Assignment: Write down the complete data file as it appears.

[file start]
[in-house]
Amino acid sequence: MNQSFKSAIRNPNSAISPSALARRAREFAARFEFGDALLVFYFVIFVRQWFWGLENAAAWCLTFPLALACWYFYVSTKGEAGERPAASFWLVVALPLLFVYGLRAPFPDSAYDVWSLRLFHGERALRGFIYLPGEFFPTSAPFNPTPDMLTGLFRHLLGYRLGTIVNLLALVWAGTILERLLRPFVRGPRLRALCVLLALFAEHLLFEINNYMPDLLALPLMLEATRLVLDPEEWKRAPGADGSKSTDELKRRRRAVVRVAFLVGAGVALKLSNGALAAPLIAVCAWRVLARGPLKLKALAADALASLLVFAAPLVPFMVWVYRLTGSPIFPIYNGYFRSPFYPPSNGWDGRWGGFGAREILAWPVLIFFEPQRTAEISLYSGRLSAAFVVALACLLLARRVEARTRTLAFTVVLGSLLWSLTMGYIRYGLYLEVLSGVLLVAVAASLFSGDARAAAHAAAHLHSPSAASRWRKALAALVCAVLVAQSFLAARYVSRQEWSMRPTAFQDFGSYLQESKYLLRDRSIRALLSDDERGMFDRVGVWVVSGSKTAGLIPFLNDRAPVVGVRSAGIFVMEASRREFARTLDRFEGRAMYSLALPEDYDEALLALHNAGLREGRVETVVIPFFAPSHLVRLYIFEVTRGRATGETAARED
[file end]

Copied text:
[in-house]
Amino acid sequence: MNQSFKSAIRNPNSAISPSALARRAREFAARFEFGDALLVFYFVIFVRQWFWGLENAAAWCLTFPLALACWYFYVSTKGEAGERPAASFWLVVALPLLFVYGLRAPFPDSAYDVWSLRLFHGERALRGFIYLPGEFFPTSAPFNPTPDMLTGLFRHLLGYRLGTIVNLLALVWAGTILERLLRPFVRGPRLRALCVLLALFAEHLLFEINNYMPDLLALPLMLEATRLVLDPEEWKRAPGADGSKSTDELKRRRRAVVRVAFLVGAGVALKLSNGALAAPLIAVCAWRVLARGPLKLKALAADALASLLVFAAPLVPFMVWVYRLTGSPIFPIYNGYFRSPFYPPSNGWDGRWGGFGAREILAWPVLIFFEPQRTAEISLYSGRLSAAFVVALACLLLARRVEARTRTLAFTVVLGSLLWSLTMGYIRYGLYLEVLSGVLLVAVAASLFSGDARAAAHAAAHLHSPSAASRWRKALAALVCAVLVAQSFLAARYVSRQEWSMRPTAFQDFGSYLQESKYLLRDRSIRALLSDDERGMFDRVGVWVVSGSKTAGLIPFLNDRAPVVGVRSAGIFVMEASRREFARTLDRFEGRAMYSLALPEDYDEALLALHNAGLREGRVETVVIPFFAPSHLVRLYIFEVTRGRATGETAARED